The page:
Dubai’s developers aim big with ‘co-living’ spaces
A younger buyer profile is starting to figure more prominently in Dubai developers’ plans. And “co-living” spaces are what the developers are building for them where buyers and tenants could aim to live and work within the same neighbourhood.
Emaar has launched the “Collective”, where one-bedroom units start from Dh671,888 at its 11 million square metre Dubai Hills Estate project in MBR (Mohammad Bin Rashid) City. The “functional spaces encourage a connected and collaborative environment that appeals to entrepreneurs, creatives, professionals and families”, Emaar said in a statement on Thursday.

“Dubai has a growing population of young entrepreneurs, innovators, professionals and creatives, whose idea of home is shaped by their outlook and aspirations,” Ahmad Al Matrooshi, Managing Director of Emaar Properties, said in a statement. “Being part of a trendy neighbourhood with all amenities including co-working spaces right within their building.”
That’s the key point developers are driving at in their sales pitch — live and work in the same place or area. For a new crop of buyers and future tenants, this detail matters. They are not the sort who will be willing to spend hours on the road to get to work and back.
These co-living spaces also score with a growing base of start-up business owners and professionals working in these. The Dubai Silicon Oasis cluster has benefited immensely from such co-living and co-working spaces as has Tecom with its Internet and Media cities and Knowledge Village.
Late last year, another developer, Nshama, offered its version of a co-living project, with the UNA located at its Town Square community. Then there is the niche development firm KOA with its Canvas project off Mohammad Bin Zayed Road, and targeting an upwardly mobile and young buyer profile. Then there is the Dubai Design District cluster, already a hot spot for millennials and which will have its own residential offerings in the medium-term.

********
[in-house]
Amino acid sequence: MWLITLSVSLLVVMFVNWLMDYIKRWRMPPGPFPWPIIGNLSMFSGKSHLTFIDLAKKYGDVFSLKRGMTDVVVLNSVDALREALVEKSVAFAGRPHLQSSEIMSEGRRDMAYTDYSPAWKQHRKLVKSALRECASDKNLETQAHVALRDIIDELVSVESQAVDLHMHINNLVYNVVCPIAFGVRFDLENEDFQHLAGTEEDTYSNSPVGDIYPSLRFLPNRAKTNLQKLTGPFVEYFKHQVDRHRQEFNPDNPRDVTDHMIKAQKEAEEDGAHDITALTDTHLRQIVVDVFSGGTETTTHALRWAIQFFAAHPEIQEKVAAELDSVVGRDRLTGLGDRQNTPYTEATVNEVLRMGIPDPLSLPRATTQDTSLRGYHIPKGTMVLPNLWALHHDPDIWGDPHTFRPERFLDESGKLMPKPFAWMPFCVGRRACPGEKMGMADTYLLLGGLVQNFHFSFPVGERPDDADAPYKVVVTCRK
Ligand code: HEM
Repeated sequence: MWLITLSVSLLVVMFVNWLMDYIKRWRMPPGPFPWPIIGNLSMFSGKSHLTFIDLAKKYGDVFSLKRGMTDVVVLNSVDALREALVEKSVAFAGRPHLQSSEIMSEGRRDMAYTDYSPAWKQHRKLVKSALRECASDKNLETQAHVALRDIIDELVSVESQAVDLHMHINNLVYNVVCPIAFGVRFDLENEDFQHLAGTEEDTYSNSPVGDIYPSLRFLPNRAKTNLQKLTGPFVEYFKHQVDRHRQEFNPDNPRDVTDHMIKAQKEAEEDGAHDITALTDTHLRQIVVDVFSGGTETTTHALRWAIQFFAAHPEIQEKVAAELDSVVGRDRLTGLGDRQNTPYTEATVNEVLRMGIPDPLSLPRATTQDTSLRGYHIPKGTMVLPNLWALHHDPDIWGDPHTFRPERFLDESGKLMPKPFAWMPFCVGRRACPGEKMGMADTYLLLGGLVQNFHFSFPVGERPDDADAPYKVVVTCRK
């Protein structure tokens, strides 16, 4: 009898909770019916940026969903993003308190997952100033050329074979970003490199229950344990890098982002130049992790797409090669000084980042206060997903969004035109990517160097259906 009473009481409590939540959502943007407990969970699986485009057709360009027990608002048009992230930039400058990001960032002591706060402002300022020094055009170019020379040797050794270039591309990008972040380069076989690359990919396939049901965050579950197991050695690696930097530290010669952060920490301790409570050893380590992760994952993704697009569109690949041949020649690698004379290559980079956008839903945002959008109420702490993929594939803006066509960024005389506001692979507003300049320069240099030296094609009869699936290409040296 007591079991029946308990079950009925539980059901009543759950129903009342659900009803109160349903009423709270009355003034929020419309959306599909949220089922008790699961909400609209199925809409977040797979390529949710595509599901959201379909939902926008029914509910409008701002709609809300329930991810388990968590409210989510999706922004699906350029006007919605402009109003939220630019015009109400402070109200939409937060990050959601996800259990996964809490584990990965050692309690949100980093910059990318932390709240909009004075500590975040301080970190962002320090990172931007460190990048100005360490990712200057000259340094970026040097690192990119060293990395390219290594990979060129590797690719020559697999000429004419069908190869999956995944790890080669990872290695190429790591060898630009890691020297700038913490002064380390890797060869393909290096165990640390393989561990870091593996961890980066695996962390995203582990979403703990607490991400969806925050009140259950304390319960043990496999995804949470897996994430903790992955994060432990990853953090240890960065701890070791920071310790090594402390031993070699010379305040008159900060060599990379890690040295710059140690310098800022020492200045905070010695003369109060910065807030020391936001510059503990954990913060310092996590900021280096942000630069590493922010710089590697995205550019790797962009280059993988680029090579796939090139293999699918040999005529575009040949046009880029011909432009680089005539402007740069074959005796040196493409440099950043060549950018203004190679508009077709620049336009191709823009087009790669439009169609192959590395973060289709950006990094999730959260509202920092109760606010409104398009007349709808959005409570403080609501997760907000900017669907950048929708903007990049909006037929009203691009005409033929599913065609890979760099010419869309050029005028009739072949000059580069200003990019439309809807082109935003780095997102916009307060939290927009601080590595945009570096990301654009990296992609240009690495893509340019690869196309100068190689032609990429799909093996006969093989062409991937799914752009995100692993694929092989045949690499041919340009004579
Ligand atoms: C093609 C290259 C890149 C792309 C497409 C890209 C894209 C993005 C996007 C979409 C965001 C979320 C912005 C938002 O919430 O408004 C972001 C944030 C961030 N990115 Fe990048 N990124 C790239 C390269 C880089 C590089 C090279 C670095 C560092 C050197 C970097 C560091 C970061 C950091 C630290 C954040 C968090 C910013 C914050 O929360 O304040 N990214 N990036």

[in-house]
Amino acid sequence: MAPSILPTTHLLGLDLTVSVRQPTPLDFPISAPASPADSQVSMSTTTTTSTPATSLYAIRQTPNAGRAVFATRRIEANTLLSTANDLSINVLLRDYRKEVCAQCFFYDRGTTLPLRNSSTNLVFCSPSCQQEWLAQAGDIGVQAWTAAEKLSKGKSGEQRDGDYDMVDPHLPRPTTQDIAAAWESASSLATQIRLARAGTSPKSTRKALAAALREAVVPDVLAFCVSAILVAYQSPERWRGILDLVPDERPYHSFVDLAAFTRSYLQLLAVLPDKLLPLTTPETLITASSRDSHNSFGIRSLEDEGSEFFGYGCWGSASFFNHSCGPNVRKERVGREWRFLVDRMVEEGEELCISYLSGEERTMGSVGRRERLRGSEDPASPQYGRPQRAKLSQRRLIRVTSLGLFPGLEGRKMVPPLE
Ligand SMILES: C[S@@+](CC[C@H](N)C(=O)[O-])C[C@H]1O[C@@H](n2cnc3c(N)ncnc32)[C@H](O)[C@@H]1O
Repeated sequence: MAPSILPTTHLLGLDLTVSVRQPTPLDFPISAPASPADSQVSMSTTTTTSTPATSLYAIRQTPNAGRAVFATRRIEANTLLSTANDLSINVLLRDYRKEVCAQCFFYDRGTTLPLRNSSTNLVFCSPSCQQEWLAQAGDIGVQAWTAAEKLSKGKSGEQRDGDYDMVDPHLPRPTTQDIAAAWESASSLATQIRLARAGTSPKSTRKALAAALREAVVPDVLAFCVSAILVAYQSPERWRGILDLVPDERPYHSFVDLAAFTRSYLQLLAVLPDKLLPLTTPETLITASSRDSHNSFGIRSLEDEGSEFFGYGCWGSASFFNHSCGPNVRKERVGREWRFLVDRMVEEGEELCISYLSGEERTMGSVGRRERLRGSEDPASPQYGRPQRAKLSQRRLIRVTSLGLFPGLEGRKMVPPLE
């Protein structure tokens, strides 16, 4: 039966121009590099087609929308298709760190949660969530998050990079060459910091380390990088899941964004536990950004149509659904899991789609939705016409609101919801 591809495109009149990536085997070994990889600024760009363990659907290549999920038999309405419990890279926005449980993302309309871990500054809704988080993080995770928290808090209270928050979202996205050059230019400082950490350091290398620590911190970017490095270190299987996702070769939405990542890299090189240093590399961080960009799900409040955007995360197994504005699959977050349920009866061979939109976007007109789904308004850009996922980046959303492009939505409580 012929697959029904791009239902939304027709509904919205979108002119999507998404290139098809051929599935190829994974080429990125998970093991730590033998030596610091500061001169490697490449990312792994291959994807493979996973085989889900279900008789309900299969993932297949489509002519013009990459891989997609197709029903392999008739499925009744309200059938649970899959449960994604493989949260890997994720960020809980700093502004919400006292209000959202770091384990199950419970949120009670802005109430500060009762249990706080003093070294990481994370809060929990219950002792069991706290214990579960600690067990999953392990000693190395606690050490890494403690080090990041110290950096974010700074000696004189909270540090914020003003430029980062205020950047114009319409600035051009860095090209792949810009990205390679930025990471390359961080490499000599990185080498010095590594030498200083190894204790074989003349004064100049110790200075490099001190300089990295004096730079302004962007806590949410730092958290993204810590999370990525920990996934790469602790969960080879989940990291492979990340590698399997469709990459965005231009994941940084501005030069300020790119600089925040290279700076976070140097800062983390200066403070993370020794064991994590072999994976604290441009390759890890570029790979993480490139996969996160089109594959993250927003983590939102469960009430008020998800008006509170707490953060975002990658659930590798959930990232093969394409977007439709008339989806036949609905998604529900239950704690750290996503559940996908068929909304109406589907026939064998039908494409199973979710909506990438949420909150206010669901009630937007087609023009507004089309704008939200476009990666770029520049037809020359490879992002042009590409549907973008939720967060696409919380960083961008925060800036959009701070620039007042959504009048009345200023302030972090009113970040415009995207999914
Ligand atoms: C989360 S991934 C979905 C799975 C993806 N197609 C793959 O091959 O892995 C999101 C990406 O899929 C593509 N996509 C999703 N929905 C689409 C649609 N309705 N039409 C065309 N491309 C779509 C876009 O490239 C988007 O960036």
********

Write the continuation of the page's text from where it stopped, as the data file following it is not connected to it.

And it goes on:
Investment purposes
With Collective, Emaar is also going after investors who will want to pick up the units for leasing purposes. Boosting the credentials further would be the proximity to the Dubai Hills Mall, now at a fairly advanced stage of construction.
There will be retail and dining options on the podium level of the Collective, which helps meet “all the needs of residents either within the building or right around the corner. This further underlines the appeal for tenancy and investment purposes,” Emaar said in a statement.
While Emaar did not divulge the selling price, market sources say of the launches to date at Dubai Hills Estate, apartments have averaged Dh1,110 to Dh1,400 per square foot, while the villas command Dh900-Dh1,200 a square foot. Plus, there are the “mansions”, which are at Dh2,000-Dh3,000.
Demand for the Dubai Hills Estate units have been steady, and with a spike anticipated by the time the mall gets delivered. The wider MBR City is already taking shape, with the Meydan district setting a hot pace and more developers pushing through with their projects. This includes the multibillion dirham Riviera and Victoria mixed-use clusters from Azizi.

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